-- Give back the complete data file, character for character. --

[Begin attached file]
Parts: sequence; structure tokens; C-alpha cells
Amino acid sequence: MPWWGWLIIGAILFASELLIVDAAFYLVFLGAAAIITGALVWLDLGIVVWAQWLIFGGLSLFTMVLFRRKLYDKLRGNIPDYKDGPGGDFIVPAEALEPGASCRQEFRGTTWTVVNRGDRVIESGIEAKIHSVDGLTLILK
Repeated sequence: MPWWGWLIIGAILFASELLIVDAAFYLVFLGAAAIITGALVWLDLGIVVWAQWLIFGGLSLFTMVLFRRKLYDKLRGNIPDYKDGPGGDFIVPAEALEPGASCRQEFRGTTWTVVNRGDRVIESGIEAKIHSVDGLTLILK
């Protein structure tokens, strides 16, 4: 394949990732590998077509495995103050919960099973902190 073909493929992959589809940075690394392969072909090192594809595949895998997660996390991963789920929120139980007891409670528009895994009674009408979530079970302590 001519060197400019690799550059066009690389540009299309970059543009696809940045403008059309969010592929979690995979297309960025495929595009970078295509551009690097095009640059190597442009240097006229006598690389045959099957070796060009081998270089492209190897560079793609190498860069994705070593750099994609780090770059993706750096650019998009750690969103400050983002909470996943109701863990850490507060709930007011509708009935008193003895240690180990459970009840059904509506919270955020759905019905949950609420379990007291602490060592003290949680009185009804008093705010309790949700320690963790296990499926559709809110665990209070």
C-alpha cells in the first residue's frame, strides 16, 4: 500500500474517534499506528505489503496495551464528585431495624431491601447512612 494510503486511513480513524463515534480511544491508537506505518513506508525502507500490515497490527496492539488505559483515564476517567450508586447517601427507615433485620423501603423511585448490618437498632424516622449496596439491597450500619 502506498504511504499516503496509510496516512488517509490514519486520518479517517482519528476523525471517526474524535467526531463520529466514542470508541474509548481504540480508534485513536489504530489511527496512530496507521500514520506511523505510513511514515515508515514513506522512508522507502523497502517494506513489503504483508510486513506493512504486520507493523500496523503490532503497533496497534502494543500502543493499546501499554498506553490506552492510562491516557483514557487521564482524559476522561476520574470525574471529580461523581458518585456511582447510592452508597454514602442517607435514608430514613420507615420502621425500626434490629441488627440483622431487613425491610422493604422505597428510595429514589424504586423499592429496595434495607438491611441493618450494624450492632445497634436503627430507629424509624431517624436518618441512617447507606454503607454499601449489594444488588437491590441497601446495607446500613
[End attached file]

Parts: sequence; structure tokens; C-alpha cells
Amino acid sequence: MPWWGWLIIGAILFASELLIVDAAFYLVFLGAAAIITGALVWLDLGIVVWAQWLIFGGLSLFTMVLFRRKLYDKLRGNIPDYKDGPGGDFIVPAEALEPGASCRQEFRGTTWTVVNRGDRVIESGIEAKIHSVDGLTLILK
Repeated sequence: MPWWGWLIIGAILFASELLIVDAAFYLVFLGAAAIITGALVWLDLGIVVWAQWLIFGGLSLFTMVLFRRKLYDKLRGNIPDYKDGPGGDFIVPAEALEPGASCRQEFRGTTWTVVNRGDRVIESGIEAKIHSVDGLTLILK
């Protein structure tokens, strides 16, 4: 394949990732590998077509495995103050919960099973902190 073909493929992959589809940075690394392969072909090192594809595949895998997660996390991963789920929120139980007891409670528009895994009674009408979530079970302590 001519060197400019690799550059066009690389540009299309970059543009696809940045403008059309969010592929979690995979297309960025495929595009970078295509551009690097095009640059190597442009240097006229006598690389045959099957070796060009081998270089492209190897560079793609190498860069994705070593750099994609780090770059993706750096650019998009750690969103400050983002909470996943109701863990850490507060709930007011509708009935008193003895240690180990459970009840059904509506919270955020759905019905949950609420379990007291602490060592003290949680009185009804008093705010309790949700320690963790296990499926559709809110665990209070």
C-alpha cells in the first residue's frame, strides 16, 4: 500500500474517534499506528505489503496495551464528585431495624431491601447512612 494510503486511513480513524463515534480511544491508537506505518513506508525502507500490515497490527496492539488505559483515564476517567450508586447517601427507615433485620423501603423511585448490618437498632424516622449496596439491597450500619 502506498504511504499516503496509510496516512488517509490514519486520518479517517482519528476523525471517526474524535467526531463520529466514542470508541474509548481504540480508534485513536489504530489511527496512530496507521500514520506511523505510513511514515515508515514513506522512508522507502523497502517494506513489503504483508510486513506493512504486520507493523500496523503490532503497533496497534502494543500502543493499546501499554498506553490506552492510562491516557483514557487521564482524559476522561476520574470525574471529580461523581458518585456511582447510592452508597454514602442517607435514608430514613420507615420502621425500626434490629441488627440483622431487613425491610422493604422505597428510595429514589424504586423499592429496595434495607438491611441493618450494624450492632445497634436503627430507629424509624431517624436518618441512617447507606454503607454499601449489594444488588437491590441497601446495607446500613